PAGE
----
UK ban parliament entry for MPs arrested for sex offences

On Monday, new plans were greenlit that could bar Members of Parliament (MPs) from attending Parliament if they are arrested for serious sexual or violent offenses. Despite the government initially proposing that MPs only face exclusion if they are charged, the majority voted in favor of lowering the threshold to arrest, with 170 MPs supporting the change against 169 opposed—a razor-thin majority of one. This shift was hailed as a long-awaited victory for common sense by a union representing parliamentary workers.

However, concerns were raised by some MPs who argued that such ban of MP arrested for serious sexual or violent offenses is a measure might be unconstitutional and could potentially deny constituents their right to representation based solely on the decision of a committee. Presently, parliamentary authorities lack the authority to ban MPs accused of sexual misconduct, leading to situations where MPs voluntarily refrain from attending Parliament during investigations.

A bipartisan group of senior MPs collaborated on a plan to introduce new regulations, originally suggesting that a risk assessment be conducted to determine whether an MP should be barred from Parliament if arrested for suspicion of committing a violent or sexual offense. Commons leader Penny Mordaunt proposed an alternative focusing on those who had been formally charged—a significantly higher threshold.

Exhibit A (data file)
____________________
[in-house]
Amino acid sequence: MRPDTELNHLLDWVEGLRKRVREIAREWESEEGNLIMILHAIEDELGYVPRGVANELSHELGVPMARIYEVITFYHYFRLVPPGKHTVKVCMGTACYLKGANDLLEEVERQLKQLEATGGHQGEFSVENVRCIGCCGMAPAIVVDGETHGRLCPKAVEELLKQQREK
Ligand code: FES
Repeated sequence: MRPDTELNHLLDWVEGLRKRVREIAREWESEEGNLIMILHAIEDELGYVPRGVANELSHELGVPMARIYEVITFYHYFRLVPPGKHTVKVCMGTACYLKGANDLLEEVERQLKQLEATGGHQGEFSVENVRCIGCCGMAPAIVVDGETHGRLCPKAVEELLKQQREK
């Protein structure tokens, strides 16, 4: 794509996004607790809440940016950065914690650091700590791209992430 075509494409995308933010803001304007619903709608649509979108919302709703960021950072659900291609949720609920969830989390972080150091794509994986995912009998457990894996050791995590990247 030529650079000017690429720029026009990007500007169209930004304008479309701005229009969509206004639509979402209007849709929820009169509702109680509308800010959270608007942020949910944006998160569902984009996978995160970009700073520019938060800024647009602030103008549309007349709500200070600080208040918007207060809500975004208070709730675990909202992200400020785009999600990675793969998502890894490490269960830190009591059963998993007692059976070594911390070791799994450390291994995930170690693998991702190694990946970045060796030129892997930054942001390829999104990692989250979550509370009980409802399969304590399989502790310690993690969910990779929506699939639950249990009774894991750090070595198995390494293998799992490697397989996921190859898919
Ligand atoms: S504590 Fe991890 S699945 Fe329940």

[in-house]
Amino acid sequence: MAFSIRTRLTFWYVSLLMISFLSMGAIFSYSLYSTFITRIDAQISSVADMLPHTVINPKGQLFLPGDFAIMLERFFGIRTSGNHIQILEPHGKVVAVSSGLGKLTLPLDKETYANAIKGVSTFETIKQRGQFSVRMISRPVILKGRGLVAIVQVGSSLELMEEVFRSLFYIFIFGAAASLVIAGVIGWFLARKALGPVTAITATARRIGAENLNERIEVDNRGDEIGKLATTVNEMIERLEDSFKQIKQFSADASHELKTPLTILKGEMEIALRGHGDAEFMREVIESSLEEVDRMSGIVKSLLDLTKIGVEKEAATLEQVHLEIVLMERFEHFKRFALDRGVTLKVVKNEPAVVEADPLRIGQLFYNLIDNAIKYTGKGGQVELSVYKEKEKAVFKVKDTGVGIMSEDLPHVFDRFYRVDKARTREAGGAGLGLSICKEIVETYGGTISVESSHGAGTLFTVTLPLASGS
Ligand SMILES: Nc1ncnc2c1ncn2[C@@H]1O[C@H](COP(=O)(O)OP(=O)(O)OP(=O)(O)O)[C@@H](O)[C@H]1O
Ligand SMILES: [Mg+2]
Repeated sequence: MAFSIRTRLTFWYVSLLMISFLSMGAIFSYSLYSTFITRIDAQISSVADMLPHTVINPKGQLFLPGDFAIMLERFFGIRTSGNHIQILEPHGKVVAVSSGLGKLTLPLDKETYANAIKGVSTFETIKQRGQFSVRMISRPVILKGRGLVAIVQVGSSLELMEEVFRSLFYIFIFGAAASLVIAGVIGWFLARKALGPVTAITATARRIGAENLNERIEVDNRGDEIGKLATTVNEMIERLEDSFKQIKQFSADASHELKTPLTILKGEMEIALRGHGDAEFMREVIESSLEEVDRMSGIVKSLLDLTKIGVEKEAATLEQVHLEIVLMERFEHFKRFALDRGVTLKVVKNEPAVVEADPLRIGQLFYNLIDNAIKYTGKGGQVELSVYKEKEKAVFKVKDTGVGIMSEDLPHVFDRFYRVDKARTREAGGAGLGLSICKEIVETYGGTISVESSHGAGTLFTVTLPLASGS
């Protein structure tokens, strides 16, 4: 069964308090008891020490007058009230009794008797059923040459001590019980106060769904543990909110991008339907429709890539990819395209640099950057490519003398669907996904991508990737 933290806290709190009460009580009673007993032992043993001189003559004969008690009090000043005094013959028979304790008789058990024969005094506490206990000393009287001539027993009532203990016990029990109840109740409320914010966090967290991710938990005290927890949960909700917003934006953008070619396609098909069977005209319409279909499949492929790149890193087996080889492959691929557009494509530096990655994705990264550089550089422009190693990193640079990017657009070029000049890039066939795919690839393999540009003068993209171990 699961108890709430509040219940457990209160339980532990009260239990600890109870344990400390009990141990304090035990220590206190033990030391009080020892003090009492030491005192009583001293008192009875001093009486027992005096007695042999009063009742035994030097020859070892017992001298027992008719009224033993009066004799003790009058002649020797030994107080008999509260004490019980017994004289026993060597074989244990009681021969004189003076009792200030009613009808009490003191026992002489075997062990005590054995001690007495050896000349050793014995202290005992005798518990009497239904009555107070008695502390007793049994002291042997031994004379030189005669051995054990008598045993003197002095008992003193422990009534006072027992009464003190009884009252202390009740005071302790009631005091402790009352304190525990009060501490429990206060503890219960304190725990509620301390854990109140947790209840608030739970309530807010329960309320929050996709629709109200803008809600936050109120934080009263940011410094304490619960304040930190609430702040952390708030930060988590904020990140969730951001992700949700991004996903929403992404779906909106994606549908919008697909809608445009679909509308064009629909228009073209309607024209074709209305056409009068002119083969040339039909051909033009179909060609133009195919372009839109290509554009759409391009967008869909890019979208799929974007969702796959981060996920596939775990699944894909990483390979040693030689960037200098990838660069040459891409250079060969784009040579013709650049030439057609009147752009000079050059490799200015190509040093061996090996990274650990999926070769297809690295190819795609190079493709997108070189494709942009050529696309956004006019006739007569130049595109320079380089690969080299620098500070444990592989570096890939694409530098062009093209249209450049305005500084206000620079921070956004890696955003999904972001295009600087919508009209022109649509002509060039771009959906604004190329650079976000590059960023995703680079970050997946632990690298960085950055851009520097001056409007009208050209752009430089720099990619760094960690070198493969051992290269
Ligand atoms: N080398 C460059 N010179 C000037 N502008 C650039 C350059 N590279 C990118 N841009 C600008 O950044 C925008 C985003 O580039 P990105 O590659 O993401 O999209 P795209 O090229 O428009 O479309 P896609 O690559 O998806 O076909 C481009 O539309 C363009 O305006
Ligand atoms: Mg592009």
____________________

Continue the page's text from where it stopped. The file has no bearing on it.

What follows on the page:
The government revised its policy in response to feedback from MPs, recognizing the negative impact of depriving individuals of a voice in Parliament on their communities. Under the revised plan, a panel appointed by the Commons Speaker would conduct the risk assessment and decide on appropriate measures, including exclusion from Parliament or travel funds.

Liberal Democrat MP Wendy Chamberlain argued for aligning Parliament with other workplaces by advocating for the threshold to be set at arrest. She emphasized that arrest on suspicion does not occur solely on the basis of an allegation and highlighted the importance of prioritizing safeguarding measures.

Chamberlain’s proposal garnered support from opposition MPs and some Conservatives, including former Prime Minister Theresa May. Shadow Commons leader Lucy Powell deemed the policy “long overdue” and emphasized its necessity for safeguarding good working practices.

However, some MPs, including Conservative Dame Karen Bradley and former minister Jacob Rees-Mogg, argued for retaining the threshold at the point of charge, citing concerns about the severity of excluding MPs from the Commons and the potential constitutional implications.

The approval of these proposals was welcomed by Mike Clancy, general secretary of the Prospect union, who emphasized the need for prompt implementation to ensure equitable treatment for MPs accused of sexual or violent offenses and their colleagues in the workplace.

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